Epistemology vs. Learning Theories
According to University College Dublin (N.D.), “epistemology influences our own theories of learning, and consequently, how we approach, design, and deliver” information. In contrast, “learning theories are conceptual frameworks in which knowledge is absorbed, processed, and retained during learning” (Wikipedia, 2017). What I understand this to say is that epistemology explains what is filled within the human brain. What makes it “information.” In a different light, I believe learning theories explain how we fill our brains with that information and how we learn certain things, yet don’t learn others. Philosophy Basics (2008) explained it best to me when they said, epistemology is “knowledge-that”, whereas learning theories are “knowledge-how.”
Positivist, Relativist, and Contextualist
The cognitive processes of knowledge, known as epistemic stances consist of positivist, relativist, and contextual. According to Reiser and Dempsey each one of these is unique from the other, but can not stand together; therefore, must stand alone. I definitely fall into the epistemic stance of contextualist. If the knowledge is relative to the context, it seems that my learning has to happen when I am in the midst of doing. I definitely find that the bulk of my learning happens when I have accepted the challenge to figure something out then dive into that process. As a librarian, I can see that many kids feel the same way. Since a large portion of the population learns through auditory and kinesthetic presentation opportunities, it goes without saying that the doing is learning. In the library, we have implemented white board stations, collaborative tv presentation stations, small and large group discussion areas and quiet rooms. Each gives the different learners different opportunities, but I see the greatest learning when the kids are all sitting around working together on something or they are taking turns teaching, reflecting and reteaching.
I have certainly disagreed with others epistemic stances, as I am a Christ believer and have worked in both private and public education. On many occasions, I have come in the presence of another that holds the positivist view, not allowing me to hold my beliefs, because the concrete evidence they hold dear, explains everything. In my eyes though, it does not explain everything. The use of science and factual evidence does not change my beliefs and what I hold true, it only allows me a reason to further examine what I know and how that evidence ties into the picture.
Behaviorist vs. Constructivist Perspectives
Problem solving when approached by behaviorist is different than when approached by a constructivist. A behaviorist sees problem solving as something that has to be understood, explained and predicted by empirical data and observable events. In this method of teaching, the learner receives the information and direction from the teacher. The learner receives the information and completes the task with feedback from the instructor. The immediate feedback is believed to encourage the learner to want to keep learning and trying. I call this the sit-and-get method of teaching and learning.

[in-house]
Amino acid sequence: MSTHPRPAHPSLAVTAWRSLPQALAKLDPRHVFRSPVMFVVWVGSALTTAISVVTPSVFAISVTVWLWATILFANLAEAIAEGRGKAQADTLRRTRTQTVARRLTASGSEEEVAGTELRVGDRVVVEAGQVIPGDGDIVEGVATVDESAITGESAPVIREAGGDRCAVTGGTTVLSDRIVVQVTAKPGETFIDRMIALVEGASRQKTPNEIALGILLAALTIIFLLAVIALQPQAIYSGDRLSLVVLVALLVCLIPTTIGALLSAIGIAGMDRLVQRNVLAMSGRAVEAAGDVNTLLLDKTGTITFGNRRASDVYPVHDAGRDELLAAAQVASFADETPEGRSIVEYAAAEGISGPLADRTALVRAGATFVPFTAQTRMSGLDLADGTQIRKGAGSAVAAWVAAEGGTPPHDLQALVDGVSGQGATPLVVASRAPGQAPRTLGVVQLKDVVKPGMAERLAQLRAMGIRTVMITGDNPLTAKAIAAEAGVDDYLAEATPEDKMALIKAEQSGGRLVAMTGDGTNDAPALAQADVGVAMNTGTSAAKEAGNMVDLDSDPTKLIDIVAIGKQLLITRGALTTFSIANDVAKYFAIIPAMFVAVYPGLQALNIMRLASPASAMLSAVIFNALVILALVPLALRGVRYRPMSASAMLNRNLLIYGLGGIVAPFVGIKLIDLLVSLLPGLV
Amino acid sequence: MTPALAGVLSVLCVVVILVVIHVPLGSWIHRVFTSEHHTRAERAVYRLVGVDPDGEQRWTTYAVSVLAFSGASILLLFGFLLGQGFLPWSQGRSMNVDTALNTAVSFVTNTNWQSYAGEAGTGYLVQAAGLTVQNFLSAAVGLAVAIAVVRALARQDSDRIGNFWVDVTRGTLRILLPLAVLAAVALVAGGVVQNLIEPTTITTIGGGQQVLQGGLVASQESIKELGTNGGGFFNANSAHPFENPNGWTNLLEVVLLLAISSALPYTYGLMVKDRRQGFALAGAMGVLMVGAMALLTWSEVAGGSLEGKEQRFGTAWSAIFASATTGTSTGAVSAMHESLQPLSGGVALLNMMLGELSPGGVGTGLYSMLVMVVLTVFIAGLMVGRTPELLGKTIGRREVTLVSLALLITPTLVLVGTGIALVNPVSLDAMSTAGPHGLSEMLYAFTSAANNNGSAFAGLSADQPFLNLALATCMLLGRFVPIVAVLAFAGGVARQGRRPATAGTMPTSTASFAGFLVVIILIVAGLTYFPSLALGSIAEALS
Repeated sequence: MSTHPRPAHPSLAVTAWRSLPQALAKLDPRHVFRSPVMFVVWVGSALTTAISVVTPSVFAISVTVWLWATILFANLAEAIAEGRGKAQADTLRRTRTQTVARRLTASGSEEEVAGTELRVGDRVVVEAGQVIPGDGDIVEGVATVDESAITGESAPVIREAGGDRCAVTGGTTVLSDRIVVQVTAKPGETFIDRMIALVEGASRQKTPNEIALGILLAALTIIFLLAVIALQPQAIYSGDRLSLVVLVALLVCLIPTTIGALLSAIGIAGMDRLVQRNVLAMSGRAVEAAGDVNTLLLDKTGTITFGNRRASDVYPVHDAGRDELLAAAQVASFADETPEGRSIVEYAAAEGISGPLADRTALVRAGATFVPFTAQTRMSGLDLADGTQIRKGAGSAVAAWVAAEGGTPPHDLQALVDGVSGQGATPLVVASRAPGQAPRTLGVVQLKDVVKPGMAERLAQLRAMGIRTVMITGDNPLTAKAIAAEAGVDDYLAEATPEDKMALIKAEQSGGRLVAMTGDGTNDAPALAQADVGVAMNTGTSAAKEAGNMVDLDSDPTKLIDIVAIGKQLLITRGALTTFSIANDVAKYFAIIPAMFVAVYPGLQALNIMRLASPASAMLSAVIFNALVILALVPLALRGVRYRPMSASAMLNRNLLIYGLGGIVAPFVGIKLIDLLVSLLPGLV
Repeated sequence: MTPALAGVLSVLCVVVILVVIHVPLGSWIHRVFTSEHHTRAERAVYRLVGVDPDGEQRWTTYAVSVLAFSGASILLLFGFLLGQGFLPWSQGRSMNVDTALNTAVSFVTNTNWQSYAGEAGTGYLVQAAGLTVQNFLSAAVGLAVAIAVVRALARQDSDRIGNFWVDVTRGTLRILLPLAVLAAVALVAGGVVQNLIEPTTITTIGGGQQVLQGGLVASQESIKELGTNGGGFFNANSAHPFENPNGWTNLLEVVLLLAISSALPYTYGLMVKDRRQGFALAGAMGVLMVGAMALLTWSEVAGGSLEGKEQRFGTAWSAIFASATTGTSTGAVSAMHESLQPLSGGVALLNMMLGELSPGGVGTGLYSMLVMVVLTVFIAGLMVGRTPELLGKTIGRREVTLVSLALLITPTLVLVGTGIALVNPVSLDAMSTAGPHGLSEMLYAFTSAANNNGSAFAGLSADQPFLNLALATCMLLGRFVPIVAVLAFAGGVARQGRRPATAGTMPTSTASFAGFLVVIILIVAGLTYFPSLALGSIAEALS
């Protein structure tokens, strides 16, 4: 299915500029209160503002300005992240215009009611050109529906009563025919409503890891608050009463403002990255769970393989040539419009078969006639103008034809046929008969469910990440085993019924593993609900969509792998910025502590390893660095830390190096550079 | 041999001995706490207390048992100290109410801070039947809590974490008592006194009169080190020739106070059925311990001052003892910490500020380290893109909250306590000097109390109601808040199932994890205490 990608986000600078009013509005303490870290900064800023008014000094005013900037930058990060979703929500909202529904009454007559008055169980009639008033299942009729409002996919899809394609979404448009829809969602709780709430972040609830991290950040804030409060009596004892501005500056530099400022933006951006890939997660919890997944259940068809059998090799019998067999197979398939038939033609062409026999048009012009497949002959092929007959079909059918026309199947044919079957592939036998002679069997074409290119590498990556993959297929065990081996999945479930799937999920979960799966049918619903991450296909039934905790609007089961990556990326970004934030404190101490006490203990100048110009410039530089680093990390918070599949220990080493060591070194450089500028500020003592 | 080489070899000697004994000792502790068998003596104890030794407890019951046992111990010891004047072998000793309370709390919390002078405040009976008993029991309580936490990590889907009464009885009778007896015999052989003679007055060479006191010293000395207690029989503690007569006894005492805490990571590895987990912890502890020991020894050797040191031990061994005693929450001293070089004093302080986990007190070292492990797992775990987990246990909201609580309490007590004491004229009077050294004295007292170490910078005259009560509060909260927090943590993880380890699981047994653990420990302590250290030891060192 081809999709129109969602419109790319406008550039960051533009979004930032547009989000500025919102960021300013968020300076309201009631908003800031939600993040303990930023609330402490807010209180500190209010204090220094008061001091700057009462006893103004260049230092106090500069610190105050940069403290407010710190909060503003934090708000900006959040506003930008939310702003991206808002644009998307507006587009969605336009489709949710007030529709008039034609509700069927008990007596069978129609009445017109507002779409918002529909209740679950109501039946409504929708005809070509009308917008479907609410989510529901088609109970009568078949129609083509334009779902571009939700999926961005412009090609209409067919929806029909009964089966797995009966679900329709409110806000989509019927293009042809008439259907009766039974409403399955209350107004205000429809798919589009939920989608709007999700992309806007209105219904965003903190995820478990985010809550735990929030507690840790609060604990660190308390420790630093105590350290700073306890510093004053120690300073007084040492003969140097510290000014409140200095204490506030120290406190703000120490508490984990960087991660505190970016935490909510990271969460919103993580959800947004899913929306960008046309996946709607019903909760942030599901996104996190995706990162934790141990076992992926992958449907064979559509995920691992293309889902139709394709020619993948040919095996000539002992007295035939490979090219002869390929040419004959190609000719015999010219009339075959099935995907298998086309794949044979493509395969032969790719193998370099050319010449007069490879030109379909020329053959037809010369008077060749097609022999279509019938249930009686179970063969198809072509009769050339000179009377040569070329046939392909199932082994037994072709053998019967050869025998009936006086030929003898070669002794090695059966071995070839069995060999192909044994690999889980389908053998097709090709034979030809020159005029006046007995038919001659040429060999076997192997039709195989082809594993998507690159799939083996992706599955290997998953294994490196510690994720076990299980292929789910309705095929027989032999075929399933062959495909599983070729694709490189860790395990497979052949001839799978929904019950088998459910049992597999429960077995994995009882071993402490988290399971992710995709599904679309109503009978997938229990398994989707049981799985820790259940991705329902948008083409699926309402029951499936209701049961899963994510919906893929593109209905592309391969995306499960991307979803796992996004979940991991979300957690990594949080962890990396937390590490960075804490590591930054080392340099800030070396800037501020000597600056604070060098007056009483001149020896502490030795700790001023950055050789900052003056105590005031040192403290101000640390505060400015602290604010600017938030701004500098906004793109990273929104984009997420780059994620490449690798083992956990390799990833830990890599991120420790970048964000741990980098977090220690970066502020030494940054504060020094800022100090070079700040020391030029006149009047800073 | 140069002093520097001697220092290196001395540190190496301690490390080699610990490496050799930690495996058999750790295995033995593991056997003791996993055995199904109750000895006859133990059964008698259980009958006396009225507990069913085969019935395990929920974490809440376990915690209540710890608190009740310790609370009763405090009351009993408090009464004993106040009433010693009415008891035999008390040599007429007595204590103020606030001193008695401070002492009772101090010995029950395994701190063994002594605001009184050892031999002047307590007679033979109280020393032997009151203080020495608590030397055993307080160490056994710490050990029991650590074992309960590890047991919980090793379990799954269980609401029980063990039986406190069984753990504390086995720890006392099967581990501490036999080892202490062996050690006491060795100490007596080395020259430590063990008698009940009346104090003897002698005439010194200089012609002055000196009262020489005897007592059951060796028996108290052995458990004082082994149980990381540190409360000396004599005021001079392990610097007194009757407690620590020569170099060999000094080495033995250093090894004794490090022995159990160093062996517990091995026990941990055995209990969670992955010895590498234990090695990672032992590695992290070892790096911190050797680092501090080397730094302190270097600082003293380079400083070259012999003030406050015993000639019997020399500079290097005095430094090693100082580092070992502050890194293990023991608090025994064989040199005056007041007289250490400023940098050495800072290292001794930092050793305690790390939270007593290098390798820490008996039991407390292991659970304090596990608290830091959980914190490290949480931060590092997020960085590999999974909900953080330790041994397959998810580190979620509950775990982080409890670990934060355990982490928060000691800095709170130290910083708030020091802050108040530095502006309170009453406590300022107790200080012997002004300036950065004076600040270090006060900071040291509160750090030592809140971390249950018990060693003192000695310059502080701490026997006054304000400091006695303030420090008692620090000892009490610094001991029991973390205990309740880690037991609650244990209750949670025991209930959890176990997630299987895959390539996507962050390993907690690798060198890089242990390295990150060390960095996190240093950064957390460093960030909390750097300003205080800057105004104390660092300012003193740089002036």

On the other hand, constructivist see problem solving as something more like what we see today in a learner-centered classroom. The teacher facilitates the lesson by providing guidance, suggestions to help the learner along, but the learner is in charge of his or her own learning opportunities. This comes in the presence of possible materials to enhance their knowledge and resources to extend that knowledge. Project based learning is a great example of constructivist learning. The students are presented with a problem and essentially work to come up with solutions to that problem. During that process, they may pull in the teacher to show them how to do something. Students may do research to find out more information. They may watch videos or seek out experts along the way. They work together to ask questions and build possible outcomes. Throughout the process, their direction may ebb and flow until they finally gain enough knowledge that they can agree on a solution for their problem. They then build a presentation to share with others explaining what they did and their conclusion and how they came to it. The may even share next-steps if they plan to carry that solution through to fruition. Once complete, it is critical that the students follow up the learning with a process of reflection to see where they did good and where they failed. The want to know how to do better next time, and reflection is the way to get there. For students, this way of learning allows freedom and excitement. For most teachers, the lack of hands-on in their approach makes it extremely unattractive. Additionally, it takes a whole lot more planning along the way in order to keep the pace moving, unlike the straight forward style of behaviorist.
"Becoming a Better University Teacher." UCD OER wiki. N.p., n.d. Web. 14 June 2017.
"Epistemology." Epistemology - By Branch / Doctrine - The Basics of Philosophy. N.p., n.d. Web. 14 June 2017.
Reiser, Robert V.; Dempsey, John V. (2011-03-14). Trends and Issues in Instructional Design and Technology (3rd
Edition) (Page 40). Pearson HE, Inc.. Kindle Edition.
A wife, mother, teacher, life-long learner and an avid runner.